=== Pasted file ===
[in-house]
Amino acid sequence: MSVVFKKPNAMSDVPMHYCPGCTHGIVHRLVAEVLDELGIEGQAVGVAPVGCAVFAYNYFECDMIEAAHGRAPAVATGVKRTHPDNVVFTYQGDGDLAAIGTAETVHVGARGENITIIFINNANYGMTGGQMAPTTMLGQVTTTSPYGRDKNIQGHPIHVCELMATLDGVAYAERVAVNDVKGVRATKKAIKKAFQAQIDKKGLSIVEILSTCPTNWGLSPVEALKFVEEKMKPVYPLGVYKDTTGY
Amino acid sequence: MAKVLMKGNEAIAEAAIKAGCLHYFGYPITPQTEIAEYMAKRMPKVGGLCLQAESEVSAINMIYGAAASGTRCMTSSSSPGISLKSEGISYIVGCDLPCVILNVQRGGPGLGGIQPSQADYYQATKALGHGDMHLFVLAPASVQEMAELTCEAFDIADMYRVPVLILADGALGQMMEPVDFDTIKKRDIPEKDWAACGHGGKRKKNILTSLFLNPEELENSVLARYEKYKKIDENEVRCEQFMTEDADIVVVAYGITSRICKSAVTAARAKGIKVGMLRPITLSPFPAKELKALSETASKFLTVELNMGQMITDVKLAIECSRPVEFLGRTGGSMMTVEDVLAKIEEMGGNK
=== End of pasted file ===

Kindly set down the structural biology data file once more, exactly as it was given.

[in-house]
Amino acid sequence: MSVVFKKPNAMSDVPMHYCPGCTHGIVHRLVAEVLDELGIEGQAVGVAPVGCAVFAYNYFECDMIEAAHGRAPAVATGVKRTHPDNVVFTYQGDGDLAAIGTAETVHVGARGENITIIFINNANYGMTGGQMAPTTMLGQVTTTSPYGRDKNIQGHPIHVCELMATLDGVAYAERVAVNDVKGVRATKKAIKKAFQAQIDKKGLSIVEILSTCPTNWGLSPVEALKFVEEKMKPVYPLGVYKDTTGY
Amino acid sequence: MAKVLMKGNEAIAEAAIKAGCLHYFGYPITPQTEIAEYMAKRMPKVGGLCLQAESEVSAINMIYGAAASGTRCMTSSSSPGISLKSEGISYIVGCDLPCVILNVQRGGPGLGGIQPSQADYYQATKALGHGDMHLFVLAPASVQEMAELTCEAFDIADMYRVPVLILADGALGQMMEPVDFDTIKKRDIPEKDWAACGHGGKRKKNILTSLFLNPEELENSVLARYEKYKKIDENEVRCEQFMTEDADIVVVAYGITSRICKSAVTAARAKGIKVGMLRPITLSPFPAKELKALSETASKFLTVELNMGQMITDVKLAIECSRPVEFLGRTGGSMMTVEDVLAKIEEMGGNK